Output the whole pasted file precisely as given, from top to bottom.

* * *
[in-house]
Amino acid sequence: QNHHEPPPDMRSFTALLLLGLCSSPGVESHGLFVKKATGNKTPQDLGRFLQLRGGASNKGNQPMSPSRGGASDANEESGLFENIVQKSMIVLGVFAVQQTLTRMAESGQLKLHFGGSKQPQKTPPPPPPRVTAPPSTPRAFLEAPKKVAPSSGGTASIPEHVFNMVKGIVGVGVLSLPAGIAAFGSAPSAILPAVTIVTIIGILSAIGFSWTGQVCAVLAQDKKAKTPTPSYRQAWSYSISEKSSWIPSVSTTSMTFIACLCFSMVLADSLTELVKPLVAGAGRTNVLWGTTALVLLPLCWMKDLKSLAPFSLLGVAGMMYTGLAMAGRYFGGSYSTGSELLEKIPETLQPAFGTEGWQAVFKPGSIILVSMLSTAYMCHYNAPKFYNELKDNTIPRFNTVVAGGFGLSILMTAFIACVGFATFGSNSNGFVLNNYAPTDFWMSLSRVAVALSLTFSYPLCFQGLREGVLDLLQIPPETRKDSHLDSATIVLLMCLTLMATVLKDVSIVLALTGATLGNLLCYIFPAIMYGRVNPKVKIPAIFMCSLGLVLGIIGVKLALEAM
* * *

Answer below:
[in-house]
Amino acid sequence: QNHHEPPPDMRSFTALLLLGLCSSPGVESHGLFVKKATGNKTPQDLGRFLQLRGGASNKGNQPMSPSRGGASDANEESGLFENIVQKSMIVLGVFAVQQTLTRMAESGQLKLHFGGSKQPQKTPPPPPPRVTAPPSTPRAFLEAPKKVAPSSGGTASIPEHVFNMVKGIVGVGVLSLPAGIAAFGSAPSAILPAVTIVTIIGILSAIGFSWTGQVCAVLAQDKKAKTPTPSYRQAWSYSISEKSSWIPSVSTTSMTFIACLCFSMVLADSLTELVKPLVAGAGRTNVLWGTTALVLLPLCWMKDLKSLAPFSLLGVAGMMYTGLAMAGRYFGGSYSTGSELLEKIPETLQPAFGTEGWQAVFKPGSIILVSMLSTAYMCHYNAPKFYNELKDNTIPRFNTVVAGGFGLSILMTAFIACVGFATFGSNSNGFVLNNYAPTDFWMSLSRVAVALSLTFSYPLCFQGLREGVLDLLQIPPETRKDSHLDSATIVLLMCLTLMATVLKDVSIVLALTGATLGNLLCYIFPAIMYGRVNPKVKIPAIFMCSLGLVLGIIGVKLALEAM